“The only way they compete is to be close to the consumer and be in an efficient facility,” Anderson says. “We have a long runway in Japan, and it is accelerating today.”
Inquiries for distribution space at Global Logistics, for example, have increased 50 percent in terms of square footage since Abe’s election last December. Before the election, inquiries for space represented about 600,000 square feet per week, according to Schwartz. Since then they’ve averaged 920,000 square feet per week. Properties in development are leasing up fast due to placement in low-vacancy areas for Class-A space: A third phase of a property in the Tokyo area was 65-percent preleased in May right before its completion.
“We are really seeing an increase in demand in the regional centers in addition to continued strong demand in Tokyo and Osaka,” Schwartz says.
Retail Offers REITs Opportunity
With retail, consumer demand in Asia presents similar opportunity. Taubman likens the market in China to the market for malls in the United States in the 1960s and 1970s.
“There is a moment in time that I would call a generational opportunity, that there is a cycle of an entirely new distribution system for goods and services being built,” Taubman says. “The window is open today and will close over time.”
Taubman Centers executives came to the conclusion about a decade ago that there would be fewer opportunities in the United States for new supply. The company had the balance sheet to consider incremental growth above what it would find at home. Now, Taubman Centers is currently building a 975,000-square-foot mall due to open in 2015 in Xi’an, a tier-two city with 8 million residents in western China, and a 1.5 million-square foot mall in Zhengzou, an economic hub in the central part of the country that is scheduled to open the same year. Both properties are joint ventures with Beijing Wangfujing Department Store, a major retailer that has a controlling interest.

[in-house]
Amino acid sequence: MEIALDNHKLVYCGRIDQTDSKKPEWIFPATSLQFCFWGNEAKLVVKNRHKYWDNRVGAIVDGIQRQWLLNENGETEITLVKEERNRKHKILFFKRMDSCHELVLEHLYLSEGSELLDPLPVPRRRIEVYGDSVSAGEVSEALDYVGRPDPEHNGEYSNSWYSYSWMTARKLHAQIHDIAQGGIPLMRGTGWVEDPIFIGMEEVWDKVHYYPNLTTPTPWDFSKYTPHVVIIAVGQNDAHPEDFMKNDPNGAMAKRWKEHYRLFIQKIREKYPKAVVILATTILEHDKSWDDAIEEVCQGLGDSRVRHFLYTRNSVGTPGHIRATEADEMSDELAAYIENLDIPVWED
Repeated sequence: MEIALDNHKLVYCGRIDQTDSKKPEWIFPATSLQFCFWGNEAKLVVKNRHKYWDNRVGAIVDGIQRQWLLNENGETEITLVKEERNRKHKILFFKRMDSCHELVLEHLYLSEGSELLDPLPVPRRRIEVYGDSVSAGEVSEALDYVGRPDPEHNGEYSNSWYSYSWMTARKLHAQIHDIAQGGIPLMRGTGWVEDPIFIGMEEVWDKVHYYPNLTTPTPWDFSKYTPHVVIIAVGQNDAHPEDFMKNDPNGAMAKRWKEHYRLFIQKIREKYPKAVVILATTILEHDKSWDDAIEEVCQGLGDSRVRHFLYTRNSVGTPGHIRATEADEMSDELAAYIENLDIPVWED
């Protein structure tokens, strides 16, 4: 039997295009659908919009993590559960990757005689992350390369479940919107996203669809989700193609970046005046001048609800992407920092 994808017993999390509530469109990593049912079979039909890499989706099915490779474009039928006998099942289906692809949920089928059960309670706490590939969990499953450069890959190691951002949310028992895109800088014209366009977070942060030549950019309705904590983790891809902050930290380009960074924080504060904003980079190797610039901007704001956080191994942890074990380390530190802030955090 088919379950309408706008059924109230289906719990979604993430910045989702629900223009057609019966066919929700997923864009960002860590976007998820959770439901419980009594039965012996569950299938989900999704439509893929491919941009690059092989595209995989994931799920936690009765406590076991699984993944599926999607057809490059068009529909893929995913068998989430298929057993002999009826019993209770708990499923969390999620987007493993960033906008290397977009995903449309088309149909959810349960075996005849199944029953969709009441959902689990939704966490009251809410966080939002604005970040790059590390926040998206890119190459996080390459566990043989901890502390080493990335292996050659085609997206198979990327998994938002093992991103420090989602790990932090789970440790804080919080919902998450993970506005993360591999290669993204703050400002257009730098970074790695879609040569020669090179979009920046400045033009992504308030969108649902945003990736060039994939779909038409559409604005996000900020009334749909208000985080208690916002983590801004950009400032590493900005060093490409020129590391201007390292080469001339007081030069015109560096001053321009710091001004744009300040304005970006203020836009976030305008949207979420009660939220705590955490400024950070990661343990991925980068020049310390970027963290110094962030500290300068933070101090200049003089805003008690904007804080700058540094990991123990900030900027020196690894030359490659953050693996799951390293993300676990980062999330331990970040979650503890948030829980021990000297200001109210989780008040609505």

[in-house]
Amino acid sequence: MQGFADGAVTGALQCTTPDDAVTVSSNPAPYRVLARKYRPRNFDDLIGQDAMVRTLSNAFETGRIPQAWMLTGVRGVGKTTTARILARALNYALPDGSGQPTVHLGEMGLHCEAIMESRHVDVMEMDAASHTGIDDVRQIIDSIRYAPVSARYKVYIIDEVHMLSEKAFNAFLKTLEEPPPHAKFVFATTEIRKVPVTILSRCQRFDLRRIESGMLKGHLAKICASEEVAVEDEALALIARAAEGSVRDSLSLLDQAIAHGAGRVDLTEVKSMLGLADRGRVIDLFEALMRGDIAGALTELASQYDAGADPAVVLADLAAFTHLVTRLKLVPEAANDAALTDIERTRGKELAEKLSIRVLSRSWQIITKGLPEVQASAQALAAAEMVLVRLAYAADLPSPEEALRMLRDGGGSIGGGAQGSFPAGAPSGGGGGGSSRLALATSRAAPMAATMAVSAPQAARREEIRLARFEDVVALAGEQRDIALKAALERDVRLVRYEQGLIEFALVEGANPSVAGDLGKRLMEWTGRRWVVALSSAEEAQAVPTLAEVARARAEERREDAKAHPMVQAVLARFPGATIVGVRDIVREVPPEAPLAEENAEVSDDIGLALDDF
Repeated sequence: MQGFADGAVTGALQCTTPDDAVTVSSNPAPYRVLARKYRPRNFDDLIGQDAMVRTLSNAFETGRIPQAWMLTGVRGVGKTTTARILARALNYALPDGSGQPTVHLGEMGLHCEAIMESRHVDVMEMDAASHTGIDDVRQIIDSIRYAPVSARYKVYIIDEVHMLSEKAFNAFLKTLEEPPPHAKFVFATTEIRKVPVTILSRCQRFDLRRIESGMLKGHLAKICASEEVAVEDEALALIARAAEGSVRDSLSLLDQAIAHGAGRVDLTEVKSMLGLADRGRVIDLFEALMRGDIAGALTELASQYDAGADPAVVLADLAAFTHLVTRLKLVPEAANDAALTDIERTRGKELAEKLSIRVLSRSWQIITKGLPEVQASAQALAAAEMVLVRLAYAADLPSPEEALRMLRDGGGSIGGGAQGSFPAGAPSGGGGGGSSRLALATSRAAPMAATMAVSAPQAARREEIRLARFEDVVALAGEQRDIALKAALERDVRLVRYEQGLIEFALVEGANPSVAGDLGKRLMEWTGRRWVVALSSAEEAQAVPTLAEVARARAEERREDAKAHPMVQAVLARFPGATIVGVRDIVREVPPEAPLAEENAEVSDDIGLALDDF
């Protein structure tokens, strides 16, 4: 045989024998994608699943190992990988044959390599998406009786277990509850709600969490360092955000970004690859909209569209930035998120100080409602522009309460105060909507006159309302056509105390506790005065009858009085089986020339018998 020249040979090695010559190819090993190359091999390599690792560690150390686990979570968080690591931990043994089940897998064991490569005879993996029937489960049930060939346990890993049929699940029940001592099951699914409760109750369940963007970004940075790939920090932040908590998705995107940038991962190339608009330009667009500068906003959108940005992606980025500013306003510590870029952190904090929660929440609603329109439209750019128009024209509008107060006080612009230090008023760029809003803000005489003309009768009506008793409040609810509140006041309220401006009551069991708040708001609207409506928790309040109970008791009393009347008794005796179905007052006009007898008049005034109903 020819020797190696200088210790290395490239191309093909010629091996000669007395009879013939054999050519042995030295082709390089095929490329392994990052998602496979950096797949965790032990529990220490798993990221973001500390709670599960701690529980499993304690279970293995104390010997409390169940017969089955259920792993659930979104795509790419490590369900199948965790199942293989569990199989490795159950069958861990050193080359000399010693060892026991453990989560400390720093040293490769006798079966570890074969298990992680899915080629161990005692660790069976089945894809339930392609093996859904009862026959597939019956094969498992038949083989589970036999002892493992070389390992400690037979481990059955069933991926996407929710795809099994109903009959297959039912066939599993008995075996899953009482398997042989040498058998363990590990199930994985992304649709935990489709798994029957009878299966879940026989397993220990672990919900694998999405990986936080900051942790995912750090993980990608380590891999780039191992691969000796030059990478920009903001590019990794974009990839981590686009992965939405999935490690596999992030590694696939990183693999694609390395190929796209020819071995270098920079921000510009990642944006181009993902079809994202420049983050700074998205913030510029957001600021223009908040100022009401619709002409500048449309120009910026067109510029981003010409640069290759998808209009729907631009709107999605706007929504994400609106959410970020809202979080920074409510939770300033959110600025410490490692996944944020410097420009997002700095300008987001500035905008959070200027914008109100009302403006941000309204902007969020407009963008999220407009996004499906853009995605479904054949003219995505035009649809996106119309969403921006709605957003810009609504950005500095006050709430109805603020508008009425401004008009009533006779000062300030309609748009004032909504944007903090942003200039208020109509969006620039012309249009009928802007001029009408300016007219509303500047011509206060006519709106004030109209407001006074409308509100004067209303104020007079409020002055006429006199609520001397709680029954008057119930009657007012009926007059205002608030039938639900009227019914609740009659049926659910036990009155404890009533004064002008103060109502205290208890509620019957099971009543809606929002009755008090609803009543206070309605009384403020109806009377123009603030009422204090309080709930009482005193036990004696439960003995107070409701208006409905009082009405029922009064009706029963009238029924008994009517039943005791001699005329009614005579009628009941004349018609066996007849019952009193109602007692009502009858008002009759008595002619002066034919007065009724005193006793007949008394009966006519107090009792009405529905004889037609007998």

In South Korea, Taubman Centers is developing Hanam Union Square, a shopping mall anchored by Shinsegue Department Store, in the city of Hanam. The city is part of the metropolitan area of Seoul and taps into its population of 24 million.
“We settled on Asia about eight years ago as the place we would see if we could make a go of it, and all the fruits of that work over long periods of time are now starting to evidence themselves,” Taubman says.
Meanwhile, Simon Property Group Inc. (NYSE: SPG) has exported its popular Premium Outlet concept overseas, because the tenants make up well-known brands that are appealing to middle-class Asian consumers. Simon now has 11 Premium Outlets in Asia, with eight in Japan, two in South Korea and one in Malaysia. It opened Shisui Premium Outlets in Chiba, Japan—a 230,000 square foot property—in April and Busan Premium Outlets in Busan, Korea—a 340,000 square foot site—in September.
What makes Simon’s model work overseas is, in part, its existing relationships that it can leverage with global retailers, says Stephen Sterrett, senior executive vice president and chief financial officer. More than half the stores are global brands found in other Simon outlet malls. “Having the tenants be comfortable that we can take them to various and sundry parts around the globe and have them be successful is very important,” he says.
Yet, key to success is finding local partners. Simon has joint ventures with various stakeholders. In Japan it collaborates with developer Mitsubishi Estate Co. In South Korea, Simon works with Shinsegae International Co., an apparel, cosmetic and retail company. It has partnered in Malaysia with the Genting Group, a holding company for companies in hospitality, leisure and agriculture.
“You have to have local market expertise,” Sterrett says. “When we go outside the U.S., one of the first things we look for is a very strong partner with knowledge of the local markets.”
“There are certainly people that have tried it the other way, the ‘go-it-alone strategy,’” he adds. “I think that is very hard. You have to have local market expertise.”
For U.S. REITs, resources and prudence help, too. Choose countries and continents wisely, executives say. Taubman Centers, which had a market capitalization in July of roughly $5 billion, has concentrated on Asia for its overseas exposure.
“It’s hard for a company our size to be in multiple international markets,” Taubman says. “We chose where we felt our skill would be most valued and that the long-term demographics and economics would create ongoing sustained growth for many, many years.”
With more consumers joining the middle classes in Asia and strong GDP growth rates in the years to come, the long-term focus overseas for Taubman and other players in the retail and industrial sectors has a good chance to pay off.